Asian pubs and clubs stock up on soccer fever
Buzzing with World Cup frenzy, pubs are poised for a bonanza from hordes of fans watching the games on plasma screens and enjoying drinks.india Updated: May 30, 2006 14:00 IST
Asia is buzzing with World Cup fever and nowhere more than in pubs and clubs, which are poised for a bonanza from hordes of football fans watching the games, drinks in hand, on big screen TVs.
The excitement has not escaped staid Singapore, where nightlife venues in the tiny island-state are extending opening hours and ramping up promotions to ensure punters stay around to watch all the goals throughout the night.
"We are showing all the games at Penny Black's and Muddy Murphy's and we definitely expect quite a crowd," said Amy Williams, marketing manager for Gaelic Inns, which runs several European-style watering holes in Singapore.
"We upgraded our TVs to plasmas to get the best possible sound and best possible viewing," she added.
Popular dance club Devils Bar will up the ante by enticing fans with 'three for one' drink promotions while employing cheerleaders to keep the party going, said marketing manager Daryl Teo.
Across the region, similar preparations are under way, with matches in Asia broadcast live in the late evening or early hours of the morning.
At the last World Cup, joint hosted by South Korea and Japan, street parties erupted in both countries, with giant TV screens set up in strategic locations.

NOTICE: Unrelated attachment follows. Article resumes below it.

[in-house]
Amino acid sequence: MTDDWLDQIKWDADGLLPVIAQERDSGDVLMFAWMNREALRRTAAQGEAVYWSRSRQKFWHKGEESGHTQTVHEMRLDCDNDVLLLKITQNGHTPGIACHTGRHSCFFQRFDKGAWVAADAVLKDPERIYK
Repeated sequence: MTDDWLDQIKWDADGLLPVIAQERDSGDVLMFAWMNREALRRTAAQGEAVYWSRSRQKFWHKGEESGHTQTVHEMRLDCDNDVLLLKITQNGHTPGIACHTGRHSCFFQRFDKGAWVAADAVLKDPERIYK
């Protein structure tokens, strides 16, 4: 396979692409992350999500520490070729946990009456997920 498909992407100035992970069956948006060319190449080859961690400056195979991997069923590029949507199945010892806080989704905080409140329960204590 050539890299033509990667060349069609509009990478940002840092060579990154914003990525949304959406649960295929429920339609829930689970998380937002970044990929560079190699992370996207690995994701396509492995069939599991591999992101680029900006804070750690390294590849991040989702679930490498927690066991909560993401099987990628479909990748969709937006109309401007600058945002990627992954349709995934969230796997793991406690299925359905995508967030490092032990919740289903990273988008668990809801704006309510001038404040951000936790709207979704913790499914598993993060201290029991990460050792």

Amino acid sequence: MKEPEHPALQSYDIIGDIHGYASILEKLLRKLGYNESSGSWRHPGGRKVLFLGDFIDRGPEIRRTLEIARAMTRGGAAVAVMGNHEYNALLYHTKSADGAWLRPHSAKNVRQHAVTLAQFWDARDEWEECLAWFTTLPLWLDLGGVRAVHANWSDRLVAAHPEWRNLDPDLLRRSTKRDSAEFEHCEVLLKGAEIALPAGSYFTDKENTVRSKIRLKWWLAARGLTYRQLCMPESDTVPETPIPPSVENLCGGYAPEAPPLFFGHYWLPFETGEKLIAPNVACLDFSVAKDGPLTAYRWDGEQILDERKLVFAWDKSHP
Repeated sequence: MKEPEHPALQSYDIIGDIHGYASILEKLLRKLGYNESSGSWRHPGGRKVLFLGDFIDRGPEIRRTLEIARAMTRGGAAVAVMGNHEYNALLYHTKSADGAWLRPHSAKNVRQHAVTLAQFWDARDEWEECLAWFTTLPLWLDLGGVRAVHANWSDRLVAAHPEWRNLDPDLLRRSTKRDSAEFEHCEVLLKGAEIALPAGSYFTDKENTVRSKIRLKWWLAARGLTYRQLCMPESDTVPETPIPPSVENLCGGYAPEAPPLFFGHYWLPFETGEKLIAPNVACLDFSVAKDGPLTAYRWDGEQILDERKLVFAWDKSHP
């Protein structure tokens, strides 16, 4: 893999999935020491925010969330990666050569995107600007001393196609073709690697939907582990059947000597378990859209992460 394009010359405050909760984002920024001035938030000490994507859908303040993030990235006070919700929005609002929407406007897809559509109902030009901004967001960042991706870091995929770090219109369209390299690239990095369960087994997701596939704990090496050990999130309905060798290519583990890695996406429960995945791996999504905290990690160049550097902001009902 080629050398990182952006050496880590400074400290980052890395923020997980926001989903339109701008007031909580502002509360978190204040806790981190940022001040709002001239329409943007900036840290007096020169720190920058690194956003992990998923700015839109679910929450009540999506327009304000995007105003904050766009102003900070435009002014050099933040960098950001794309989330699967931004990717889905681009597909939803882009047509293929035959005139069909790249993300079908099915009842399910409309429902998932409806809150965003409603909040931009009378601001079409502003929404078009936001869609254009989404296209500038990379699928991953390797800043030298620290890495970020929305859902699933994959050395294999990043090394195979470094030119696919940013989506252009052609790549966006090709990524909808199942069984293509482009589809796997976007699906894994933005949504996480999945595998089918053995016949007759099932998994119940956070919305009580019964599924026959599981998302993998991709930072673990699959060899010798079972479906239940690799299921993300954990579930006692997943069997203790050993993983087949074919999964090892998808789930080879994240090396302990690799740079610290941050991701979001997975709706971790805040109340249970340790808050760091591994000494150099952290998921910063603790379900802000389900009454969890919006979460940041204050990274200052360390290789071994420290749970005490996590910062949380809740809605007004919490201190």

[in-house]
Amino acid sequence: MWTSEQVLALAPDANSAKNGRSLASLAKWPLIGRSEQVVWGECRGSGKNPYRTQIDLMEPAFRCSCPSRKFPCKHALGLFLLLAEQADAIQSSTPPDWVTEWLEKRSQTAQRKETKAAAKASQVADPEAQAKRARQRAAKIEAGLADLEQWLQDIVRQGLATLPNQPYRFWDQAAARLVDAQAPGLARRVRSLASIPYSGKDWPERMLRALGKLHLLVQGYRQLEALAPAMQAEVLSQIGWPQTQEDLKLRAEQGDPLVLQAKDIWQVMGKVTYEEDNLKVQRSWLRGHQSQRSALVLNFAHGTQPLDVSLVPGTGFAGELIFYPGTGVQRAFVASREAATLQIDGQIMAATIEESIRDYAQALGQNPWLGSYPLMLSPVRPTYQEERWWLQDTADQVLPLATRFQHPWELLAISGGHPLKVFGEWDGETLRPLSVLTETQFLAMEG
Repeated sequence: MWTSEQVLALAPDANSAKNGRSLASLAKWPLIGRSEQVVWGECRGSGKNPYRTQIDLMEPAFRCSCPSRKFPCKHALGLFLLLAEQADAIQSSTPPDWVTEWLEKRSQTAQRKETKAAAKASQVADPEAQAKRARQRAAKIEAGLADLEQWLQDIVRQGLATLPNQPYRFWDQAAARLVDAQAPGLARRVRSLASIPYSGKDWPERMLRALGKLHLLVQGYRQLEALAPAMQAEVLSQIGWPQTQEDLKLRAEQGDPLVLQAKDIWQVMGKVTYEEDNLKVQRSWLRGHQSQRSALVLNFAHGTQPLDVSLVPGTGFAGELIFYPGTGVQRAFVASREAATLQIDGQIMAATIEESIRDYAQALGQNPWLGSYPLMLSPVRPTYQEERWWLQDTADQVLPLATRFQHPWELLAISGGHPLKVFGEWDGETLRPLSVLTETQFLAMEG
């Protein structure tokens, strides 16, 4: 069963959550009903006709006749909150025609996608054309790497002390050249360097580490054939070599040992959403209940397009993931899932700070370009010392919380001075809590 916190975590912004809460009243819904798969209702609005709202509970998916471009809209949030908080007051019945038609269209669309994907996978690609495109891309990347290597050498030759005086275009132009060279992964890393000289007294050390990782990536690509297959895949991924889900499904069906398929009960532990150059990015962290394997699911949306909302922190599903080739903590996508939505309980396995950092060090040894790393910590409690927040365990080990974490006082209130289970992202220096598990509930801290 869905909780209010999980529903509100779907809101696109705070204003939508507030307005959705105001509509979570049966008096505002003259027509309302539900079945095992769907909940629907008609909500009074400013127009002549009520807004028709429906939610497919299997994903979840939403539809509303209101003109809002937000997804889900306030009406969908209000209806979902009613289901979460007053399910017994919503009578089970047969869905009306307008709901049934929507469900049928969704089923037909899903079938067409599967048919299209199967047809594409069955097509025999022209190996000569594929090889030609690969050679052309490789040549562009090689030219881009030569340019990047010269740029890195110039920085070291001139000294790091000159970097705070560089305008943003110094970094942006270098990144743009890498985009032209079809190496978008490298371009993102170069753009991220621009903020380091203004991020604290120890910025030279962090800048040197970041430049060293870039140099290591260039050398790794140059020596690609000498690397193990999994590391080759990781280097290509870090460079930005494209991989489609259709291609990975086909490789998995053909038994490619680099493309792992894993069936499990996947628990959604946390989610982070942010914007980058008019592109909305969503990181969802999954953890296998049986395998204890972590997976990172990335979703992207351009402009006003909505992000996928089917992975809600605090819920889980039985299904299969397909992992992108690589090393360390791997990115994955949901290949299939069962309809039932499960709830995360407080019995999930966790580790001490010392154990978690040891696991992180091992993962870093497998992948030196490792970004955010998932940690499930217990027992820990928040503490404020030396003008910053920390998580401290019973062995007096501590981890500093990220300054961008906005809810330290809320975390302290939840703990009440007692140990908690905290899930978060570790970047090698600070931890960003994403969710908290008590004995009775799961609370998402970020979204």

Up to one million Red Devils fans gathered to watch the home team play in the centre of Seoul and pubs and clubs were jammed.
Numbers will be down this year, but police still expect large crowds.
"Due to late night games, many people will watch at home. But we think the number of people in the streets will surge quickly if South Korea qualifies for the round of 16," said one official.
In Japan, advertising agency Dentsu estimated the World Cup will generate sales of food and beverages worth 367 million dollars, ranging from beer at bars to orders of pizza.
To ensure it is part of the action, renowned Tokyo dance club Velfarre will turn off the music and air Japan's matches instead, with staff ordered to wear orange to stand out from what is expected to a sea of blue -- Japan's national colours.
Such is the overwhelming interest in the June 9-July 9 event that sports bars across Tokyo are being forced to take reservations to keep numbers in check.
"We have received many reservations, although there is still some space for late times or the matches of less popular teams," said Toshiki Iwasawa, owner of the Vivasmap sports bar.
In football-obsessed Vietnam, the World Cup is expected to all but bring daily life to a halt, with masses of people flocking around every available TV screen, indoors and on the streets.
"During the last World Cup, you saw one TV every 10 metres in the streets on a plastic chair," said a foreign media expert.
The game is equally popular in Thailand where bar owners in Bangkok extend their business hours for late kick-off times, despite local laws that require them to close at 2 am.
Some bars are negotiating with local police; others are planning to get around the laws on their own.
"We're covering the majority of the games, but the late kick-offs will be a problem," said Ian Harris, manager of the Dubliner. "Even with the early closing hours, a lot of bars in the area will be showing them anyway."
Yok Saiophat, manager of Gulliver's Traveler, echoed this.
"We will open late," he said. "The World Cup is a big event, so maybe the police won't be serious" about enforcing the law.
Mohamad Riza, marketing director for Modesto's, a chain of restaurants with bars in Kuala Lumpur, said he expected revenue to increase by over a third during the World Cup.
"Football is not something you view alone and it's always enjoyed with friends, so yes, we will see a surge in customers," he said.